The increasing concern for water and its quality require improved methods to evaluate the interaction between streams and aquifers and the strong influence that streams can have on the flow and transport of contaminants through many aquifers. For this reason, a new Streamflow-Routing (SFR1) Package was written for use with the U.S. Geological Survey's MODFLOW-2000 ground-water flow model. The SFR1 Package is linked to the Lake (LAK3) Package, and both have been integrated with the Ground-Water Transport (GWT) Process of MODFLOW-2000 (MODFLOW-GWT). SFR1 replaces the previous Stream (STR1) Package, with the most important difference being that stream depth is computed at the midpoint of each reach instead of at the beginning of each reach, as was done in the original Stream Package. This approach allows for the addition and subtraction of water from runoff, precipitation, and evapotranspiration within each reach. Because the SFR1 Package computes stream depth differently than that for the original package, a different name was used to distinguish it from the original Stream (STR1) Package.
The SFR1 Package has five options for simulating stream depth and four options for computing diversions from a stream. The options for computing stream depth are: a specified value; Manning's equation (using a wide rectangular channel or an eight-point cross section); a power equation; or a table of values that relate flow to depth and width. Each stream segment can have a different option. Outflow from lakes can be computed using the same options. Because the wetted perimeter is computed for the eight-point cross section and width is computed for the power equation and table of values, the streambed conductance term no longer needs to be calculated externally whenever the area of streambed changes as a function of flow. The concentration of solute is computed in a stream network when MODFLOW-GWT is used in conjunction with the SFR1 Package. The concentration of a solute in a stream reach is based on a mass-balance approach and accounts for exchanges with (inputs from or losses to) ground-water systems.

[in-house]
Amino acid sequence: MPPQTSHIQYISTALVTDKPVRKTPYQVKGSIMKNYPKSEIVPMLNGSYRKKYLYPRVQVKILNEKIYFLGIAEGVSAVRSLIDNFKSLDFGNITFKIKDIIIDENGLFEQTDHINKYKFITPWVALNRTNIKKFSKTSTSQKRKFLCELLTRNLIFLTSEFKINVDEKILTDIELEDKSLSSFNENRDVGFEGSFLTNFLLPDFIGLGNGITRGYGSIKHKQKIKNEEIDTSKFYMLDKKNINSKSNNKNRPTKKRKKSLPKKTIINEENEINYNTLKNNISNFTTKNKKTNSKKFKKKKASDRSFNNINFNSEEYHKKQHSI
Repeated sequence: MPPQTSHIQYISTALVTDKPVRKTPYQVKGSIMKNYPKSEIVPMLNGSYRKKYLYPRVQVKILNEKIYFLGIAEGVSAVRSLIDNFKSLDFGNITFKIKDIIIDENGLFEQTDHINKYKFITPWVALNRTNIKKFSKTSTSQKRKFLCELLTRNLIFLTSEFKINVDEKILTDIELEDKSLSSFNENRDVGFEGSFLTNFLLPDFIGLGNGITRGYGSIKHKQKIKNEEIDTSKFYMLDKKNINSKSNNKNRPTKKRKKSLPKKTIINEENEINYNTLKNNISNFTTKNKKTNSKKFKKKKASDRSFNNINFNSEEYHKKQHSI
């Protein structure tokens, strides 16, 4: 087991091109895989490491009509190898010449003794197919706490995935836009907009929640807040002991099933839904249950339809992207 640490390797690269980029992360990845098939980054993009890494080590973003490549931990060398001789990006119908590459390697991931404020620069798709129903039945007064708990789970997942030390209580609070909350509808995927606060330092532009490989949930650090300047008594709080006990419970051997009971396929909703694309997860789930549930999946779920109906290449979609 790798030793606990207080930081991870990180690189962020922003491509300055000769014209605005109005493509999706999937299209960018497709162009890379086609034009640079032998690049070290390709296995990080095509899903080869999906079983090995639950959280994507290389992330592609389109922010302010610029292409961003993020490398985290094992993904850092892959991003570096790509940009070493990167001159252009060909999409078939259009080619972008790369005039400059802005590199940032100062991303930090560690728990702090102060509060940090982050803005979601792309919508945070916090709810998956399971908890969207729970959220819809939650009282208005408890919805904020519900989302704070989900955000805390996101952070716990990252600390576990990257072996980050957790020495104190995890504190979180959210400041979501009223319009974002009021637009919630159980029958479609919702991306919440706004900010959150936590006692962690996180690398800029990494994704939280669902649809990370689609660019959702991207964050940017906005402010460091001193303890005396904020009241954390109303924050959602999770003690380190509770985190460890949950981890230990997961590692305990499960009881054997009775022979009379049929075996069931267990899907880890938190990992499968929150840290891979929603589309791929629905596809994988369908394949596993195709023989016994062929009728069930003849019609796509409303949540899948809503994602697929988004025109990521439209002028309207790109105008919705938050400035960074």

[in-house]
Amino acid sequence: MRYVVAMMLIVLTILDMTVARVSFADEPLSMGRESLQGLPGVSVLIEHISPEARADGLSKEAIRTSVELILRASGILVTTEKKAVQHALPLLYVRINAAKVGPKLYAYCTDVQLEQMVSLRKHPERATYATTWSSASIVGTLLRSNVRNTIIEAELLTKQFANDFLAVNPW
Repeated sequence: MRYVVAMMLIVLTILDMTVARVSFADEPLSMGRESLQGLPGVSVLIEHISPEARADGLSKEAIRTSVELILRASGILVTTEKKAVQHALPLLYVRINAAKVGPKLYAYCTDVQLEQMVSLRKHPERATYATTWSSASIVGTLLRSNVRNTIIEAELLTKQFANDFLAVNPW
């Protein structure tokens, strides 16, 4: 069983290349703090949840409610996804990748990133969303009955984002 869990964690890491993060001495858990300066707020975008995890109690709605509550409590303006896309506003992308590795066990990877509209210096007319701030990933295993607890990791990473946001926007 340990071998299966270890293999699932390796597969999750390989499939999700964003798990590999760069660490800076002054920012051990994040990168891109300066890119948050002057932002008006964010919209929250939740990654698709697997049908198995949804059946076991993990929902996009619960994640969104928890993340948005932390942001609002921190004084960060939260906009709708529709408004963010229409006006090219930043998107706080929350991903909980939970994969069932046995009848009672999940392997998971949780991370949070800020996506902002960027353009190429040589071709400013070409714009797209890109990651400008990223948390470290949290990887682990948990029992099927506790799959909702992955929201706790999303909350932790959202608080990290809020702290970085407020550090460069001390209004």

Two test examples are used to illustrate some of the capabilities of the SFR1 Package. The first test simulation was designed to illustrate how pumping of ground water from an aquifer connected to streams can affect streamflow, depth, width, and streambed conductance using the different options. The second test simulation was designed to illustrate solute transport through interconnected lakes, streams, and aquifers. Because of the need to examine time series results from the model simulations, the Gage Package first described in the LAK3 documentation was revised to include time series results of selected variables (streamflows, stream depth and width, streambed conductance, solute concentrations, and solute loads) for specified stream reaches.
The mass-balance or continuity approach for routing flow and solutes through a stream network may not be applicable for all interactions between streams and aquifers. The SFR1 Package is best suited for modeling long-term changes (months to hundreds of years) in ground-water flow and solute concentrations using averaged flows in streams. The Package is not recommended for modeling the transient exchange of water between streams and aquifers when the objective is to examine short-term (minutes to days) effects caused by rapidly changing streamflows.